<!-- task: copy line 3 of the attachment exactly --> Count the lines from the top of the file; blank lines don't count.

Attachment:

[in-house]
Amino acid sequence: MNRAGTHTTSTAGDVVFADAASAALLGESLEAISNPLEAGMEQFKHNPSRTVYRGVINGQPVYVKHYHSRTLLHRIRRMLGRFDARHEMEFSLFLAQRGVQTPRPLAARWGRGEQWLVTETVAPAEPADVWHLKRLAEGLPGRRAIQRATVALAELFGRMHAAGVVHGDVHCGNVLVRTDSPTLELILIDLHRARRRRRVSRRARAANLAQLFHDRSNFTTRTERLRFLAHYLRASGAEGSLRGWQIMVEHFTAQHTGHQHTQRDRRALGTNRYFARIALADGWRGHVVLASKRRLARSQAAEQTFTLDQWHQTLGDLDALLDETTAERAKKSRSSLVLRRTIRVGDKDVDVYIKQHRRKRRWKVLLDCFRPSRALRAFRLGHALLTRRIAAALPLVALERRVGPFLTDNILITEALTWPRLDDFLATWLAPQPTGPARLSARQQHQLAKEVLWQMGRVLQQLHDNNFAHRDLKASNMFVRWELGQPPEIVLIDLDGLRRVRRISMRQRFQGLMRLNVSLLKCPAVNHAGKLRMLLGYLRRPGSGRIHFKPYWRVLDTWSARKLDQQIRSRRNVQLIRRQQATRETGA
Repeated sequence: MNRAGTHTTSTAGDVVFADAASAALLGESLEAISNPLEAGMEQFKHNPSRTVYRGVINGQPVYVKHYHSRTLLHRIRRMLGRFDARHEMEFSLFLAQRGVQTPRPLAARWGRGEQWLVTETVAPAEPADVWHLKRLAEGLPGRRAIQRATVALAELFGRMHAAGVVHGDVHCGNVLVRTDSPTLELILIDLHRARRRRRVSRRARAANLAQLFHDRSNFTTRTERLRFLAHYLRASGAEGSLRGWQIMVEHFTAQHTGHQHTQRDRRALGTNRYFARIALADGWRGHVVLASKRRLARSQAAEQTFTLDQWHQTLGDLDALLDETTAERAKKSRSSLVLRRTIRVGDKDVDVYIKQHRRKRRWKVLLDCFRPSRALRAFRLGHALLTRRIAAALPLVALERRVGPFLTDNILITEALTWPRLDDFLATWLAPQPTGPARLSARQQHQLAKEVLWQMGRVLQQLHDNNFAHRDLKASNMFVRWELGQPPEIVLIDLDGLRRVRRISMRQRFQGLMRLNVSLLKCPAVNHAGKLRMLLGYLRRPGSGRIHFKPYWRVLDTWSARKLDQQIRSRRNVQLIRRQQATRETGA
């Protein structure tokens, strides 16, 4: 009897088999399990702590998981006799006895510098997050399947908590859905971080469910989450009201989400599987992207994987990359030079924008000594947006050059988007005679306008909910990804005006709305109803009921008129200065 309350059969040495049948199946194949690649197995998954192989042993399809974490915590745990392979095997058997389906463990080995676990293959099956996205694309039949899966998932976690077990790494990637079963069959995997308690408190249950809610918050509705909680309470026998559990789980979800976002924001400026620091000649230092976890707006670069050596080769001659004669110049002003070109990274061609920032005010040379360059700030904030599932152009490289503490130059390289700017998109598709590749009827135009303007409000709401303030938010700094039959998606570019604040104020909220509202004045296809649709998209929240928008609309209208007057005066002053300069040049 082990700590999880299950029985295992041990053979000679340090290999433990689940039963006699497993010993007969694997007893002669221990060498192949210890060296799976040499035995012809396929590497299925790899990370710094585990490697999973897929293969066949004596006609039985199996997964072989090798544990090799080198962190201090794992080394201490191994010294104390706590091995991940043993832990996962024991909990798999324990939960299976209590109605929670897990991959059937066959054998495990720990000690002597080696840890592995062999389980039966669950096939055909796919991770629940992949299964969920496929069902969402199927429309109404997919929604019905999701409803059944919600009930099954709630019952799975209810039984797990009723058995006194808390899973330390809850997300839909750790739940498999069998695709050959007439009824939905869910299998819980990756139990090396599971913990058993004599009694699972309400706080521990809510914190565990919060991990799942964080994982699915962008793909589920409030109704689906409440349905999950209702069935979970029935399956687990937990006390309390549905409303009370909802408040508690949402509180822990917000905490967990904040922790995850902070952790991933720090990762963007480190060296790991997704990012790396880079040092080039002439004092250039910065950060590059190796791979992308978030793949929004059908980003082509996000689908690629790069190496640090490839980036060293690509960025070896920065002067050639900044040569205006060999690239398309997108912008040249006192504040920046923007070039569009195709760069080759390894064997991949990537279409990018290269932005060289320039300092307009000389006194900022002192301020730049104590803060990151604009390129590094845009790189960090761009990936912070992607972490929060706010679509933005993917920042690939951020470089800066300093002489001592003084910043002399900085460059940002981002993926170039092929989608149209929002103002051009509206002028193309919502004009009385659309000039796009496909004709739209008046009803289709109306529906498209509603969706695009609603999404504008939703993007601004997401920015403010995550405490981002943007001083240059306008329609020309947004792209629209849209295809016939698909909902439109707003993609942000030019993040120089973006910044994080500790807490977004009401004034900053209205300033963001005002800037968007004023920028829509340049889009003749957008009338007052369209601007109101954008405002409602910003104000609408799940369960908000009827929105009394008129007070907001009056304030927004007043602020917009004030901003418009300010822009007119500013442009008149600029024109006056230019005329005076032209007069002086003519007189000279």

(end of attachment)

Repeated sequence: MNRAGTHTTSTAGDVVFADAASAALLGESLEAISNPLEAGMEQFKHNPSRTVYRGVINGQPVYVKHYHSRTLLHRIRRMLGRFDARHEMEFSLFLAQRGVQTPRPLAARWGRGEQWLVTETVAPAEPADVWHLKRLAEGLPGRRAIQRATVALAELFGRMHAAGVVHGDVHCGNVLVRTDSPTLELILIDLHRARRRRRVSRRARAANLAQLFHDRSNFTTRTERLRFLAHYLRASGAEGSLRGWQIMVEHFTAQHTGHQHTQRDRRALGTNRYFARIALADGWRGHVVLASKRRLARSQAAEQTFTLDQWHQTLGDLDALLDETTAERAKKSRSSLVLRRTIRVGDKDVDVYIKQHRRKRRWKVLLDCFRPSRALRAFRLGHALLTRRIAAALPLVALERRVGPFLTDNILITEALTWPRLDDFLATWLAPQPTGPARLSARQQHQLAKEVLWQMGRVLQQLHDNNFAHRDLKASNMFVRWELGQPPEIVLIDLDGLRRVRRISMRQRFQGLMRLNVSLLKCPAVNHAGKLRMLLGYLRRPGSGRIHFKPYWRVLDTWSARKLDQQIRSRRNVQLIRRQQATRETGA